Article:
Then again, people seem to have these same feelings when other big stores go out of business. Like when Walmart was killing all the department stores off in the late 90s, early 2000s. Those stores weren't very good either, but people still think they miss places like Ames, Caldor, etc.

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Atarifever
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Re: Toys R Us files Chapter 11

Postby Atarifever » March 25th, 2018, 6:48 pm

Retro STrife wrote:
Then again, people seem to have these same feelings when other big stores go out of business. Like when Walmart was killing all the department stores off in the late 90s, early 2000s. Those stores weren't very good either, but people still think they miss places like Ames, Caldor, etc.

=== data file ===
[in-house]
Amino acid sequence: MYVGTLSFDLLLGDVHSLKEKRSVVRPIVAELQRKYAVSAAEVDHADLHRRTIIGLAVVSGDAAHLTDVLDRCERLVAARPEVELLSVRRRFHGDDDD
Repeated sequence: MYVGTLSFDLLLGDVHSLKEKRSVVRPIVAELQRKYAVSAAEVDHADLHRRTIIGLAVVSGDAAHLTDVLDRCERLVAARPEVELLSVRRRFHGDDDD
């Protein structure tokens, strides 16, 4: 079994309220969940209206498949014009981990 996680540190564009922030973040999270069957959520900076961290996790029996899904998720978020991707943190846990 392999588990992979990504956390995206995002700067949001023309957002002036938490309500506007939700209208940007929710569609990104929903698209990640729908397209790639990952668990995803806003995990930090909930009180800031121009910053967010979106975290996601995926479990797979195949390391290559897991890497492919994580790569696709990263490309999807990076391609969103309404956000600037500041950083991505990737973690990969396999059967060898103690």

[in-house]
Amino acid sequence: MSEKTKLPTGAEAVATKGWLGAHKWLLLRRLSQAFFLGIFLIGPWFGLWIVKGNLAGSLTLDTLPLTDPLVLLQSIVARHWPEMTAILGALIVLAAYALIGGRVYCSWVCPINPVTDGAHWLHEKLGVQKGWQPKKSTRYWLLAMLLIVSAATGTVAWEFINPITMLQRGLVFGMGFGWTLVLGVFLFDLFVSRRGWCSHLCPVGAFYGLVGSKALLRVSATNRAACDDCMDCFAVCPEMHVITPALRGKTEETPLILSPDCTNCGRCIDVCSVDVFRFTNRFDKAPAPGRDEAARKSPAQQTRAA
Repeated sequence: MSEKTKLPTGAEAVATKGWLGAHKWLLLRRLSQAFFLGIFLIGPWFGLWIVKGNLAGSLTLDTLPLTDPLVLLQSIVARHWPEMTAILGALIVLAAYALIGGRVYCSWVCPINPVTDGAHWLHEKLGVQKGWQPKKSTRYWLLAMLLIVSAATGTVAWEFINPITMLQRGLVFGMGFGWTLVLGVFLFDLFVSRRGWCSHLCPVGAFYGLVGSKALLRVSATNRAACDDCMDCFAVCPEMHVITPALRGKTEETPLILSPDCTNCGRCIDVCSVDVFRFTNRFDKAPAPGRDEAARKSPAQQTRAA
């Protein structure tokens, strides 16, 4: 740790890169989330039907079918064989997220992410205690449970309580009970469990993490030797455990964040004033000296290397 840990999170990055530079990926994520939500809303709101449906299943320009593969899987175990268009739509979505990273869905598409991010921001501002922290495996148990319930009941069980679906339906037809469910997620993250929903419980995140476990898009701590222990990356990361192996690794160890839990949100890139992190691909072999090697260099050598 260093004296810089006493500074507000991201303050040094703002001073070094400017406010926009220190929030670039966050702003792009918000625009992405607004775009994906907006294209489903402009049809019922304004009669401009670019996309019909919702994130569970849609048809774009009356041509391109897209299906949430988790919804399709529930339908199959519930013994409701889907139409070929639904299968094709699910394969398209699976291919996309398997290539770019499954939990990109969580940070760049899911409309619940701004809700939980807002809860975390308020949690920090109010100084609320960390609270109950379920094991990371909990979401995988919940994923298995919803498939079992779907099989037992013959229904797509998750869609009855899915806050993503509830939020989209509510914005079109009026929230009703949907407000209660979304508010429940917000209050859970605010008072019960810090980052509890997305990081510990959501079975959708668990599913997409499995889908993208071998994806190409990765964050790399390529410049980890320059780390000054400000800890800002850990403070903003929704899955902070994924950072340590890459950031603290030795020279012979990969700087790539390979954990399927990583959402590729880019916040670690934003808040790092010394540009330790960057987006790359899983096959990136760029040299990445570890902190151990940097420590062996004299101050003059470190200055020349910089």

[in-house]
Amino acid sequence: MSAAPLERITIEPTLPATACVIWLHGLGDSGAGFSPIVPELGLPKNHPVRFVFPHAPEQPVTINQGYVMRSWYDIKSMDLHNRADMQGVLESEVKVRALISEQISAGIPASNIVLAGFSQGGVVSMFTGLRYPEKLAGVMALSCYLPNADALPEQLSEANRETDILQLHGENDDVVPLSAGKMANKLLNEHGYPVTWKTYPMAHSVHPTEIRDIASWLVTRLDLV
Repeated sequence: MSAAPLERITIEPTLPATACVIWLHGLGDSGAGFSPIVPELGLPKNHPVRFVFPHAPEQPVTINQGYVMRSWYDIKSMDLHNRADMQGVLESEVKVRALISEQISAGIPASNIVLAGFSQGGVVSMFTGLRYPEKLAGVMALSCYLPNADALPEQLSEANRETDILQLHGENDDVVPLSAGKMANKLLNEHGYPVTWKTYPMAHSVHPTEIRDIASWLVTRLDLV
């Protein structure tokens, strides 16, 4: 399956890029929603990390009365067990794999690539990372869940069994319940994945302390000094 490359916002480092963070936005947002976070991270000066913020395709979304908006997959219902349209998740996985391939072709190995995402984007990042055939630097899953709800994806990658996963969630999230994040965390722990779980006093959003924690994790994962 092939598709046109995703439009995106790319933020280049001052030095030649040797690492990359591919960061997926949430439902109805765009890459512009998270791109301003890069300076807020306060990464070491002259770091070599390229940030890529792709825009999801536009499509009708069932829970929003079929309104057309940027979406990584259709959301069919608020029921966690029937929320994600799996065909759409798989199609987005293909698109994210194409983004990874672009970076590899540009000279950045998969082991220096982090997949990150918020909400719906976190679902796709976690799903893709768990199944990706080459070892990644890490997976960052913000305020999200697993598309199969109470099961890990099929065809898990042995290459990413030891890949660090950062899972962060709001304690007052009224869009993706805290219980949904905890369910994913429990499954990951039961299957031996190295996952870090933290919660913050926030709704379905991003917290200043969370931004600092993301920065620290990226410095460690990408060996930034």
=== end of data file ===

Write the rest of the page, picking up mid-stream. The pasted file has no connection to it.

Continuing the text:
I imagine you're right. I miss Zellers, but not because it was any good for the last decade or more it existed. I miss the version of it when it was the main department store in my town and carried 2600 and NES games, Ninja Turtles, and the arcade game in the mall entrance. There's probably more at the box store Wal-Mart here now than there was in the Zellers in the mall, but I still miss it for everything I ever got there as a kid. When you grew up somewhere like this when it was an even smaller town in the 80s, mainstream department stores, grocery store comic racks, and cable TV were your lifelines to the outside. :)

pacman000
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Re: Toys R Us files Chapter 11

Postby pacman000 » March 25th, 2018, 8:25 pm

I do wish there were other department stores around, like Gibson's, Venture, Ames, Zayre, etc.

Driving across country & seeing nothing but Walmart in town after town is boring.

;)

djc